“When InStyle broke onto the scene they just blew everyone else away — and they’ve always had celebrity covers,” says the other half of the fashion blog, Jessica Morgan. “And so more classic fashion mags picked this up, to boost circulation.”

That’s why so many magazines put the celebrity of the moment on the cover, whether or not they make Mr. Blackwell’s worst-dressed list. Harper’s Bazaar put a pregnant Britney Spears on its cover last year (naked, no less), while the current issue of Vogue has one half of Hollywood’s It couple on its cover — Angelina Jolie.

“The Us Weekly generation is probably less likely to want to leaf through Vogue without the promise of never-before-heard tidbits about Brad Pitt from the mouth of Angelina Jolie,” Miss Cocks remarks.

Of course, we once wanted to know that kind of thing from models, too. Victoria’s Secret supermodel Gisele Bundchen was engaged to actor Leonardo DiCaprio, and the angry Miss Campbell has been linked to Mr. DiCaprio, too — and Eric Clapton, Robert De Niro and Prince Albert, to name just a few.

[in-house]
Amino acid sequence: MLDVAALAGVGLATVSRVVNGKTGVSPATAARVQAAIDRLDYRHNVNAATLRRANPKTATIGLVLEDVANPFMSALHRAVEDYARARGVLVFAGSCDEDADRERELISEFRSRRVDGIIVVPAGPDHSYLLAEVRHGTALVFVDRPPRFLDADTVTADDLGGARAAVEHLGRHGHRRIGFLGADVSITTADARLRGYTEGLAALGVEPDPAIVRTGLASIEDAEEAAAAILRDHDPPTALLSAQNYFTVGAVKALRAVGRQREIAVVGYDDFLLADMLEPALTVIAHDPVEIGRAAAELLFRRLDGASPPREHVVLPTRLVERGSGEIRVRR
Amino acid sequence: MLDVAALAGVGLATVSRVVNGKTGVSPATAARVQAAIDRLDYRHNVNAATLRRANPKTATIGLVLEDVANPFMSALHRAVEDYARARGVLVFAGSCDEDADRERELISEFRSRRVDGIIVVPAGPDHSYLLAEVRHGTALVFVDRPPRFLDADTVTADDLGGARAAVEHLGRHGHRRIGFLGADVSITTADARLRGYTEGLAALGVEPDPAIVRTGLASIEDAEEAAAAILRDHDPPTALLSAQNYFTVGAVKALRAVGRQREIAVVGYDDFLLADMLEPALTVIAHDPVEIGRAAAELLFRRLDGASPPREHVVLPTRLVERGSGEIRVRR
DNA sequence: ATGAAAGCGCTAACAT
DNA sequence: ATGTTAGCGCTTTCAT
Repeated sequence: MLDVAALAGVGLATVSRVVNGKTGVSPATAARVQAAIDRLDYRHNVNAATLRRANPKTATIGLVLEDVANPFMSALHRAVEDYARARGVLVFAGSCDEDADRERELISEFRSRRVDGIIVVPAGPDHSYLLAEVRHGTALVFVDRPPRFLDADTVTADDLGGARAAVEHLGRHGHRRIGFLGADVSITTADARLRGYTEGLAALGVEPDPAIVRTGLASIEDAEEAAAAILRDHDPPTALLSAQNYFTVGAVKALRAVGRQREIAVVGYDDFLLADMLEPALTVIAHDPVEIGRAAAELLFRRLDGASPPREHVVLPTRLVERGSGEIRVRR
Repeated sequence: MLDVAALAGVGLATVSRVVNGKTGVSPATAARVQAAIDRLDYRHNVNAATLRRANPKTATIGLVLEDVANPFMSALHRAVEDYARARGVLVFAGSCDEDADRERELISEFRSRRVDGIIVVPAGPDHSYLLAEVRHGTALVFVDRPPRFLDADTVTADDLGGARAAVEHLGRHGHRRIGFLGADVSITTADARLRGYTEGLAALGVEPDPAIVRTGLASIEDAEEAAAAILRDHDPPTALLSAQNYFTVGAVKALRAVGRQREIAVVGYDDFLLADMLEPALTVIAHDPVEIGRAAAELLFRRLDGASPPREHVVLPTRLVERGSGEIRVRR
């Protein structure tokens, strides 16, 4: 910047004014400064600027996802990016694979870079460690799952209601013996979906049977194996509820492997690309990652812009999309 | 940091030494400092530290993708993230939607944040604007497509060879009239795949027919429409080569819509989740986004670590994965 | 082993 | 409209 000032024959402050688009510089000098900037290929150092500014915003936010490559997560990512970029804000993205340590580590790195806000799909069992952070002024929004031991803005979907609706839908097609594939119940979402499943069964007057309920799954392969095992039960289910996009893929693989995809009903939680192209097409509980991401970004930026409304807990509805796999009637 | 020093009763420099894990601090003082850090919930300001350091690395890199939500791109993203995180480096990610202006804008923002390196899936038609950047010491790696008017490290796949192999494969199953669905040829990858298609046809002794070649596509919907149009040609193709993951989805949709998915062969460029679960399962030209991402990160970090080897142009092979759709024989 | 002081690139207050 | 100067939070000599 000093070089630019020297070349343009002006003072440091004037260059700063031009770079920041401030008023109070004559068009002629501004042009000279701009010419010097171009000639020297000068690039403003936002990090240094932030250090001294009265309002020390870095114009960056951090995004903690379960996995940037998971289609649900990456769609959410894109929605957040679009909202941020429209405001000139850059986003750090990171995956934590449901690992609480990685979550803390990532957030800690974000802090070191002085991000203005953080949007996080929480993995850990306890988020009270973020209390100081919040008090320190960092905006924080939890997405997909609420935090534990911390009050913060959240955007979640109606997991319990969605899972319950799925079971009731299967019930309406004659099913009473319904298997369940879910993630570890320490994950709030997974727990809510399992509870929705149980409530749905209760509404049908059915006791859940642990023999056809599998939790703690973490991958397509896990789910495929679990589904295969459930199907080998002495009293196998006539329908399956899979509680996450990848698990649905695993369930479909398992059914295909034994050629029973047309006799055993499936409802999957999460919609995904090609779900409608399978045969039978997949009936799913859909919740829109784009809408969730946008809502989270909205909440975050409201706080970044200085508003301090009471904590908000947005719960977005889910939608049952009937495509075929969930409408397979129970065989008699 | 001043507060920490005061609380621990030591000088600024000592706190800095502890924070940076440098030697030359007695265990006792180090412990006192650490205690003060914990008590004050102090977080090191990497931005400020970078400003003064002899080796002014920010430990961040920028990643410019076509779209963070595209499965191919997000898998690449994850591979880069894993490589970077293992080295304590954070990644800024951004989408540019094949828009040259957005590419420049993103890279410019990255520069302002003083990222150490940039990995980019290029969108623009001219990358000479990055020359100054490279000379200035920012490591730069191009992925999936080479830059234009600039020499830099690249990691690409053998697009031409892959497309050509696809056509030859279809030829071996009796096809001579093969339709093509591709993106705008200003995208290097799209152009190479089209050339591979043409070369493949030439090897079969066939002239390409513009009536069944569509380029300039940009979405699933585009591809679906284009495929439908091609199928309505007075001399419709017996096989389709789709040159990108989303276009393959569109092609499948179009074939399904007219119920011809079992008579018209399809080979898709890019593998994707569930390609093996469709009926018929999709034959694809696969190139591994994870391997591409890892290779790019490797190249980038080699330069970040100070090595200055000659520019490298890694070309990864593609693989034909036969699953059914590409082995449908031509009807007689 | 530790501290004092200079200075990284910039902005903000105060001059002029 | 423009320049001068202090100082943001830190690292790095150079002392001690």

“Back in the heyday of the supermodel, someone like Cindy Crawford or Linda Evangelista was kind of a celebrity, in addition to being a model,” Miss Morgan notes. “Models have been eclipsed by actresses in some ways, but is that because people are more into actresses, or because models are boring now?”

Not all models are boring these days, though. There’s Miss Campbell, constantly in the news for abusing some member of her staff. And there’s Kate Moss, who ushered in the heroin-chic look and then caused a scandal when she was photographed apparently using cocaine. But don’t blame them for the decline of their breed.

In fact, maybe models aren’t engaging in enough bad behavior. The only bad publicity is no publicity, as the saying goes.

Models are even younger than they used to be — some are discovered when they’re barely teenagers — “and they’re not out partying the way Linda and Naomi were,” Miss Morgan points out. “They’re going home and getting some sleep — which is good for their health, but it’s not going to get them much press.” (Remember the headlines Miss Evangelista made when she blithely announced in Vogue in 1990 that she doesn’t “wake up for less than $10,000 a day”?)